The NY Times has a rather nicely written editorial today honoring Fred Korematsu.
As you may recall, Mr. Korematsu was one of citizens interred under FDR’s Executive Order 9066. Initially, he went on the lamb but was ultimately arrested and convicted of violating the internment order. He received 5 years probation and spent the next few years in de facto forced labor at the Central Utah Relocation Center. Mr. Korematsu appealed his conviction all the way to the Supreme Court (Korematsu v. United States). Alas, the Court refused to overturn the conviction (6-3), viewing the internment as justified by the security risk posed by Japanese Americans.
Although the decision deserves a reading, let me simply quote Justice Robert Jackson’s dissent:
A military order, however unconstitutional, is not apt to last longer than the military emergency. Even during that period, a succeeding commander may revoke it all. But once a judicial opinion rationalizes such an order to show that it conforms to the Constitution, or rather rationalizes the Constitution to show that the Constitution sanctions such an order, the Court for all time has validated the principle of racial discrimination in criminal procedure and of transplanting American citizens. The principle then lies about like a loaded weapon, ready for the hand of any authority that can bring forward a plausible claim of an urgent need. Every repetition imbeds that principle more deeply in our law and thinking and expands it to new purposes.
In the early 1980s, Professor Peter Irons (you may have read his fine 1982 book, The New Deal Lawyers) discovered documents revealing that Solicitor General Fahy, who had argued the government’s case in Kormatsu v United States had suppressed the military’s intelligence that concluded that there was, in fact, no security risk. In response, the US District Court vacated the earlier conviction in 1984. Although he would be honored in subsequent years (e.g., he was awarded the Presidential Medal of Freedom), the Supreme Court decision was never overturned.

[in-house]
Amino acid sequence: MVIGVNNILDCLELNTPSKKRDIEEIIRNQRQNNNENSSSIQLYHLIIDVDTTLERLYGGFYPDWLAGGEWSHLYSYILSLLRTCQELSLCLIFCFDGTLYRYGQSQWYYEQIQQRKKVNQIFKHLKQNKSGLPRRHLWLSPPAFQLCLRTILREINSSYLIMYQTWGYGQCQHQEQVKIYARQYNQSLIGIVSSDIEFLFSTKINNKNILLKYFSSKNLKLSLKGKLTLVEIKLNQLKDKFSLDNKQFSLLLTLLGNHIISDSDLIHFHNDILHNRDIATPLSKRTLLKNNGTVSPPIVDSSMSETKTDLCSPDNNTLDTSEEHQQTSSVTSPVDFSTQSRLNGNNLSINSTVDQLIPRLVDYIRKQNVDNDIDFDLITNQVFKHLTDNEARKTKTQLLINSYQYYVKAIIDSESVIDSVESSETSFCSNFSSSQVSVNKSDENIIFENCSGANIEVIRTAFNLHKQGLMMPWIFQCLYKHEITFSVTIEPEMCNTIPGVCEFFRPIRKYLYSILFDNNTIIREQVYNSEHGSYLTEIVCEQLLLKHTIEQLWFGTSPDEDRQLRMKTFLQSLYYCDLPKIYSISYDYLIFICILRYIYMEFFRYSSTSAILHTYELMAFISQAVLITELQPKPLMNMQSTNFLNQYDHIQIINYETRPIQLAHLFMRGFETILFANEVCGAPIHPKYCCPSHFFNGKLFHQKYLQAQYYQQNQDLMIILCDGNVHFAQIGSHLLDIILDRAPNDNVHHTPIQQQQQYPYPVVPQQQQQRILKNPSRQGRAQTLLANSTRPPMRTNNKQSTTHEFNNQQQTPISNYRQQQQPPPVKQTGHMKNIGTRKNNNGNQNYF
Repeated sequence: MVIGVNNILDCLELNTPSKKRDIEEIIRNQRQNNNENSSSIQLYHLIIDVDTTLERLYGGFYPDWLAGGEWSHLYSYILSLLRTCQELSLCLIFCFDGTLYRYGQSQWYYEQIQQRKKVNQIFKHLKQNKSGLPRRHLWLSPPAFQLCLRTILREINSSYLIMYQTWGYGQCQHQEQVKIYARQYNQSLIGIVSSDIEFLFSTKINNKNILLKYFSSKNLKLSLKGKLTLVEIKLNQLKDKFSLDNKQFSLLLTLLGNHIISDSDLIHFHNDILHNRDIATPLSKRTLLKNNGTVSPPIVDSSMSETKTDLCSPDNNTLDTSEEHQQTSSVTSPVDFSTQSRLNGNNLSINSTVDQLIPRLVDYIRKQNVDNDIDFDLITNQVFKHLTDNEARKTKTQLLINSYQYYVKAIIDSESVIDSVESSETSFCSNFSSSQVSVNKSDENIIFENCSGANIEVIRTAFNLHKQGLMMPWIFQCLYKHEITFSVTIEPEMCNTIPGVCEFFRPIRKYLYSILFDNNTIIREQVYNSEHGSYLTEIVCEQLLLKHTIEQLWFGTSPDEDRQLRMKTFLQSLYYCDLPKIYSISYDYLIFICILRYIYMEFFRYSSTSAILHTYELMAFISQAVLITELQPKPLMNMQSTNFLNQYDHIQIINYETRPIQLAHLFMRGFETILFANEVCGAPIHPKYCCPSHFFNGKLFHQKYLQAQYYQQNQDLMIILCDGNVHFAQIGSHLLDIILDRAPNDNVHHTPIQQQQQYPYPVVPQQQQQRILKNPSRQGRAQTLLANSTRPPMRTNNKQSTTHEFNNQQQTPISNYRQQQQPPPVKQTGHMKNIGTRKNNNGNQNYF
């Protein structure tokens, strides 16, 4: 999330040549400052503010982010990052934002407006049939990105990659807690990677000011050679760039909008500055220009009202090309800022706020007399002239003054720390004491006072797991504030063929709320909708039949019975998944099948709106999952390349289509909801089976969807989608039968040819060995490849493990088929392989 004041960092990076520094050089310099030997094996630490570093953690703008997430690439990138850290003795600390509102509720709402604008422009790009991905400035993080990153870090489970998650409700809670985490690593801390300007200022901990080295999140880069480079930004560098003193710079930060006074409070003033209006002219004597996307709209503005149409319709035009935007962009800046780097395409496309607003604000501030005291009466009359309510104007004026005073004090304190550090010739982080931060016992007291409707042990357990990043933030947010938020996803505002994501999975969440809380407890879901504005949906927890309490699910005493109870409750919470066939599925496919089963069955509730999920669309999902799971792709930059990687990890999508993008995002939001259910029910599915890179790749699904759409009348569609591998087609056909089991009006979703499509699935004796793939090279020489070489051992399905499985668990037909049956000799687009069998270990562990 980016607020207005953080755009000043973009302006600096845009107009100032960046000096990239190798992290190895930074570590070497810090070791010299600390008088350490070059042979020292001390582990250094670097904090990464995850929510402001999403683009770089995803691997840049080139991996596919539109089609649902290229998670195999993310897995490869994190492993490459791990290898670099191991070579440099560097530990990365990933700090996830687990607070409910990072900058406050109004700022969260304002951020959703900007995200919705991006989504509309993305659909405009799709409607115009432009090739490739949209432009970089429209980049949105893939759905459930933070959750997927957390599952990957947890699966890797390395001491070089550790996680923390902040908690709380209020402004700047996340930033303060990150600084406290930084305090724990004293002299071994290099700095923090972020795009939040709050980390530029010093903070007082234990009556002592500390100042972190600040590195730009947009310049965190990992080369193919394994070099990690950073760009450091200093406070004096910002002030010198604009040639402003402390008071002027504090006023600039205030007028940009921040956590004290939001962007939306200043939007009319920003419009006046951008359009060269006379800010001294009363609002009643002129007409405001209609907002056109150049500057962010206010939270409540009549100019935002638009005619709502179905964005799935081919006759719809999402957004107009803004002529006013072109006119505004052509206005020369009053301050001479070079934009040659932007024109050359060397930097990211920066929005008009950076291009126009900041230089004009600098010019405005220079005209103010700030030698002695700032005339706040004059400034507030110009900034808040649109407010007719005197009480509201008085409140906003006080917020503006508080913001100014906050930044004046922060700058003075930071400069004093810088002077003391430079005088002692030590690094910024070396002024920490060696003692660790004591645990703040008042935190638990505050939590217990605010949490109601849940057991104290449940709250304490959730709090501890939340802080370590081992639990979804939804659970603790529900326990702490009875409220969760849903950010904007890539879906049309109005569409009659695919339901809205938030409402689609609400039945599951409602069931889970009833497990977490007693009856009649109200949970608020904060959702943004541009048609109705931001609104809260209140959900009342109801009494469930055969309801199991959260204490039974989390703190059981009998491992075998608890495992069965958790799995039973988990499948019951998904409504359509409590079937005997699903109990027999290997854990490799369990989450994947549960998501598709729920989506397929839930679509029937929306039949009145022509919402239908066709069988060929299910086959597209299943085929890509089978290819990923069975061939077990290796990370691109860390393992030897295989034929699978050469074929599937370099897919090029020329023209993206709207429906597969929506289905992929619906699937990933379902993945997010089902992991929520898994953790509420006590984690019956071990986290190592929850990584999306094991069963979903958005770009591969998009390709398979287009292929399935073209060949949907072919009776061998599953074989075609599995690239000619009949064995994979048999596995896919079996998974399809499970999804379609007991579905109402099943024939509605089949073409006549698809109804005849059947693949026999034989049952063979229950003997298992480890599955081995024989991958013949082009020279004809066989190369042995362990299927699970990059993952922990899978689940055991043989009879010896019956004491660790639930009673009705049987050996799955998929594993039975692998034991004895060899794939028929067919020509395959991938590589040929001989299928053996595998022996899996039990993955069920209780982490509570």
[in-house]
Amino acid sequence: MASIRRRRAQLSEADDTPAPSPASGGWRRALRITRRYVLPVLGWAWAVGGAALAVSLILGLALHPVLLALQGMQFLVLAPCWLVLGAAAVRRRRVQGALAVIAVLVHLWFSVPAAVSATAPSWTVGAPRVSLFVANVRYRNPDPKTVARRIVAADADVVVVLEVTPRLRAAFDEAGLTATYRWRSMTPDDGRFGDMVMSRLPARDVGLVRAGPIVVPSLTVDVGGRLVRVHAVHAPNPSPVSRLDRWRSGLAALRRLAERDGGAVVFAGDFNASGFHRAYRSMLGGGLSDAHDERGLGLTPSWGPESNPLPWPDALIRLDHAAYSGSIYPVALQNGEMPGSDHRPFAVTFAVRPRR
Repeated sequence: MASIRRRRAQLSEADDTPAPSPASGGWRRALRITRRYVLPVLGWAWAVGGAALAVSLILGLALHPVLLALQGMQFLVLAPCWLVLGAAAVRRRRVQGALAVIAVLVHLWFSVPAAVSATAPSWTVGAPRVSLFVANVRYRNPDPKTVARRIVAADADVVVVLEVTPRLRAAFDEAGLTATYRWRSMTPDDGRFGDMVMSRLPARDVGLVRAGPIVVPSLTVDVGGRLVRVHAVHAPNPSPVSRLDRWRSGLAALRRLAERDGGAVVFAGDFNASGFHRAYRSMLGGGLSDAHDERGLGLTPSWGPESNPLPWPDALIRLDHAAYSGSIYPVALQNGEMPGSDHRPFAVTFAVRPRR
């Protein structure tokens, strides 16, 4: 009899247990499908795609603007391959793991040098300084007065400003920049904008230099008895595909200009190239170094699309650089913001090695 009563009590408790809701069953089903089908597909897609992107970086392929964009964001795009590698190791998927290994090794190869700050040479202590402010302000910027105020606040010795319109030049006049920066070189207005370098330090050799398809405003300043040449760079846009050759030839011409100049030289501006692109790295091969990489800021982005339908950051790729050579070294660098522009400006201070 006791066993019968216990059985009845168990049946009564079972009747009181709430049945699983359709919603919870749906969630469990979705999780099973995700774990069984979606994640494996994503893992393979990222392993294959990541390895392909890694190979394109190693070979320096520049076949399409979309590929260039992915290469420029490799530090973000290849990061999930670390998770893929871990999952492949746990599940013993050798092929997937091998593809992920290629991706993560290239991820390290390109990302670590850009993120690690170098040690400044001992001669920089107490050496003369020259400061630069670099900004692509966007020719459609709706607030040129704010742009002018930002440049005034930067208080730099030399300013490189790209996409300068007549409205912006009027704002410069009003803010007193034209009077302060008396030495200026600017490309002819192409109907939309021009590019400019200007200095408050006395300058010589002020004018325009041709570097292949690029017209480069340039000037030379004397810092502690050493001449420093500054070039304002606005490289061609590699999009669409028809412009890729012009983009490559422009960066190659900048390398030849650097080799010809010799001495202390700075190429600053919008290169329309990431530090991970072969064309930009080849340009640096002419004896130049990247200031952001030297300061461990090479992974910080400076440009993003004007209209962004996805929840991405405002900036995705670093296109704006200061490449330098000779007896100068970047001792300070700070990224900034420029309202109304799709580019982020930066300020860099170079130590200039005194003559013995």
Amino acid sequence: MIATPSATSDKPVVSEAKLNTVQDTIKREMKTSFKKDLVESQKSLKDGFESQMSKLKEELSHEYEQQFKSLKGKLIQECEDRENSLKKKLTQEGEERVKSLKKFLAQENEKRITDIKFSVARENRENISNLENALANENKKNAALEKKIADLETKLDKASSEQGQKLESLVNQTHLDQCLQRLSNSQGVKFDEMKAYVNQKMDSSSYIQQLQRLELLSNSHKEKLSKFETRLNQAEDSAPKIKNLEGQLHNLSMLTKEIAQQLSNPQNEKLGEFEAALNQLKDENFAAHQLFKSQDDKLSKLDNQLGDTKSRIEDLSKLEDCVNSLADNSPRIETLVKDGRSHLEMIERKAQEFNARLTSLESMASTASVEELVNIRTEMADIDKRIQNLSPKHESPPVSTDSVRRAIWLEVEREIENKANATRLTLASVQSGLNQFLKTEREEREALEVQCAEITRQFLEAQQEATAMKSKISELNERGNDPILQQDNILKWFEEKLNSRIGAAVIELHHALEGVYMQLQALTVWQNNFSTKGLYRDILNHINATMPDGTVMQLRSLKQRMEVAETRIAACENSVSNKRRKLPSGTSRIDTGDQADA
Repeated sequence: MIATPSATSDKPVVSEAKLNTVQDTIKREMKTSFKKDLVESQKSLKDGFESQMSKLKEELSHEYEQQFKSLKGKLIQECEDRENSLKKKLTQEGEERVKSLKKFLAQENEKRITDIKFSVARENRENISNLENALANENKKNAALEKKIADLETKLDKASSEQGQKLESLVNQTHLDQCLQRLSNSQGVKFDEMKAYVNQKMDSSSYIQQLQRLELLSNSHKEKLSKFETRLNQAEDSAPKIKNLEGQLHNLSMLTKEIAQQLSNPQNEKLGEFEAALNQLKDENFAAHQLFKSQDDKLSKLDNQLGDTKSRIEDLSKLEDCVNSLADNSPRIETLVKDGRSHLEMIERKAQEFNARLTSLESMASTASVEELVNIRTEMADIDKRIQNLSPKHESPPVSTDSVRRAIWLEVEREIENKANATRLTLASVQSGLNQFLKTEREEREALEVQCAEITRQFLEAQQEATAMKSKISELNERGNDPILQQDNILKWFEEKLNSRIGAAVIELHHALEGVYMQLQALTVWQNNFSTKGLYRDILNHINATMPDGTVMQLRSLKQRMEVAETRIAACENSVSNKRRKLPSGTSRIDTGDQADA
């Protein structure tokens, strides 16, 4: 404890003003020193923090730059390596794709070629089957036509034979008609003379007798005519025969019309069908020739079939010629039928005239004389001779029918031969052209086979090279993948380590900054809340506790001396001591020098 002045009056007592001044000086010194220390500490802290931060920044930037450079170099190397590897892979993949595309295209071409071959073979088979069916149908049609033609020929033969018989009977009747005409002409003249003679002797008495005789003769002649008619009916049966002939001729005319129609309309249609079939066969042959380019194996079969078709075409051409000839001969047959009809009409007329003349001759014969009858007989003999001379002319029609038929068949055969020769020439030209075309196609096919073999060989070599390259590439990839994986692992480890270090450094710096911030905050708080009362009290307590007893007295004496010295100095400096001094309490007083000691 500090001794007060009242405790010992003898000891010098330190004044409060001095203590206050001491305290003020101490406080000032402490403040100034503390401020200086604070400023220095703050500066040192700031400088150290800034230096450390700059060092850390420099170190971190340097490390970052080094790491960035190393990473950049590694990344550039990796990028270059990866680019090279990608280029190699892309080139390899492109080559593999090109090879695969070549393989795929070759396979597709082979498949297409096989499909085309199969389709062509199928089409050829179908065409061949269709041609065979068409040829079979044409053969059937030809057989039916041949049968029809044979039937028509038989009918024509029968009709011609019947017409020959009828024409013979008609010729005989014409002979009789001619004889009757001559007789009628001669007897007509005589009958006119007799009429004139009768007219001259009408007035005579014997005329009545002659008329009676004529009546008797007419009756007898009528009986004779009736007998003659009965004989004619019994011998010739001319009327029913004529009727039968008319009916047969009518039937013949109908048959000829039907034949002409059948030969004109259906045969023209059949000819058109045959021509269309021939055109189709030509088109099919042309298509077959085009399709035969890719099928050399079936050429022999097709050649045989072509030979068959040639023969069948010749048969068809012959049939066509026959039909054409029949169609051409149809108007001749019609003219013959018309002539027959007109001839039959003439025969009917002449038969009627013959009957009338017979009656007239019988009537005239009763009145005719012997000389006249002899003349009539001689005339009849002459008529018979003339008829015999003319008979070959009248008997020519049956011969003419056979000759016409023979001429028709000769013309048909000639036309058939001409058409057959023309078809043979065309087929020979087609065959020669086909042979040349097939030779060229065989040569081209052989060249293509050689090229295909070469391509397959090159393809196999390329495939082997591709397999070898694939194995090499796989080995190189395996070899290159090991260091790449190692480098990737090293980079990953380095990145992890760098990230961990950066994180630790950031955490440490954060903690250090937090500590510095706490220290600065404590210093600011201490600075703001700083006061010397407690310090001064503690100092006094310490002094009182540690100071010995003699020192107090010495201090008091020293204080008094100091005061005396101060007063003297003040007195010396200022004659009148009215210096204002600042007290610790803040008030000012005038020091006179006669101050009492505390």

The New York Times editorial concludes with a few brief paragraphs on Mr. Korematsu’s response to the War on Terror:
In 2004, he submitted a brief to the Supreme Court in support of the right of enemy combatants to challenge their detention in court. The brief used his old case to stress the “extreme nature” of the government’s position. He and his lawyers argued that in the name of national security the government was limiting civil liberties “much more than necessary” and fending off “any judicial scrutiny.”
The court ruled that enemy combatants could challenge their detention in federal court. Still, the president retains power to identify people as enemy combatants and treat them like enemies without much due process. Mr. Korematsu hoped no one would be locked away again for looking like an enemy. But after Sept. 11, 2001, he was not certain that would never happen. He stayed vigilant. All of us should.
I am not a big fan of holidays named after distinguished American citizens. But California’s decision to celebrate Fred Korematsu Day (this past Sunday) seems well justified. Perhaps we should all remember Mr. Korematsu’s struggle and spend a few minutes reading the NYT editorial, the Supreme Court decision (Korematsu v. the United States)and Jackson’s stirring dissent.